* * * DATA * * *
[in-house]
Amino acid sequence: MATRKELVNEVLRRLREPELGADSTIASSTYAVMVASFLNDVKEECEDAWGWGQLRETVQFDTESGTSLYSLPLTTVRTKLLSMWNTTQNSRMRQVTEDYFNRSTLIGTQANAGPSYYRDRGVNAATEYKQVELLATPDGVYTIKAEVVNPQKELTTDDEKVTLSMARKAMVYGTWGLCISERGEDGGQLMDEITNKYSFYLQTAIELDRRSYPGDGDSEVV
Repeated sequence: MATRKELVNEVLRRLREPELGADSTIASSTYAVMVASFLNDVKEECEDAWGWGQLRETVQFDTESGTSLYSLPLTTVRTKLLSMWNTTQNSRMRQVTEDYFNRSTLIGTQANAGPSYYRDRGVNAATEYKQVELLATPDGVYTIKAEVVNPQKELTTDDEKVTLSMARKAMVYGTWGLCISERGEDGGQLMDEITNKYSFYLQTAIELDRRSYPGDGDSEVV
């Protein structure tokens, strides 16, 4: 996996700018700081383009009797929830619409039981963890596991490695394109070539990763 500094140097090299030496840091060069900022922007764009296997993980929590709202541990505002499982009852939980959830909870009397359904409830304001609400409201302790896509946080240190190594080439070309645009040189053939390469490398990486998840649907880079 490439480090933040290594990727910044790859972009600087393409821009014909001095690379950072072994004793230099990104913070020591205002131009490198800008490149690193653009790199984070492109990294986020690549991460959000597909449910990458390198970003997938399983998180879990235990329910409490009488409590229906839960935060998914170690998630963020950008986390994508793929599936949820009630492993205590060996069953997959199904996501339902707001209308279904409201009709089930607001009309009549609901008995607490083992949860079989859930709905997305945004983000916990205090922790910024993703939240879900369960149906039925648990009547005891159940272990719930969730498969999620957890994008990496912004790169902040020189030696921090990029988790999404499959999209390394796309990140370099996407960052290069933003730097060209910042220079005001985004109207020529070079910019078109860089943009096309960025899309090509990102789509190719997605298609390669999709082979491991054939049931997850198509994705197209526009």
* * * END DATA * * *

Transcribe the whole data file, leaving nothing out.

[in-house]
Amino acid sequence: MATRKELVNEVLRRLREPELGADSTIASSTYAVMVASFLNDVKEECEDAWGWGQLRETVQFDTESGTSLYSLPLTTVRTKLLSMWNTTQNSRMRQVTEDYFNRSTLIGTQANAGPSYYRDRGVNAATEYKQVELLATPDGVYTIKAEVVNPQKELTTDDEKVTLSMARKAMVYGTWGLCISERGEDGGQLMDEITNKYSFYLQTAIELDRRSYPGDGDSEVV
Repeated sequence: MATRKELVNEVLRRLREPELGADSTIASSTYAVMVASFLNDVKEECEDAWGWGQLRETVQFDTESGTSLYSLPLTTVRTKLLSMWNTTQNSRMRQVTEDYFNRSTLIGTQANAGPSYYRDRGVNAATEYKQVELLATPDGVYTIKAEVVNPQKELTTDDEKVTLSMARKAMVYGTWGLCISERGEDGGQLMDEITNKYSFYLQTAIELDRRSYPGDGDSEVV
């Protein structure tokens, strides 16, 4: 996996700018700081383009009797929830619409039981963890596991490695394109070539990763 500094140097090299030496840091060069900022922007764009296997993980929590709202541990505002499982009852939980959830909870009397359904409830304001609400409201302790896509946080240190190594080439070309645009040189053939390469490398990486998840649907880079 490439480090933040290594990727910044790859972009600087393409821009014909001095690379950072072994004793230099990104913070020591205002131009490198800008490149690193653009790199984070492109990294986020690549991460959000597909449910990458390198970003997938399983998180879990235990329910409490009488409590229906839960935060998914170690998630963020950008986390994508793929599936949820009630492993205590060996069953997959199904996501339902707001209308279904409201009709089930607001009309009549609901008995607490083992949860079989859930709905997305945004983000916990205090922790910024993703939240879900369960149906039925648990009547005891159940272990719930969730498969999620957890994008990496912004790169902040020189030696921090990029988790999404499959999209390394796309990140370099996407960052290069933003730097060209910042220079005001985004109207020529070079910019078109860089943009096309960025899309090509990102789509190719997605298609390669999709082979491991054939049931997850198509994705197209526009």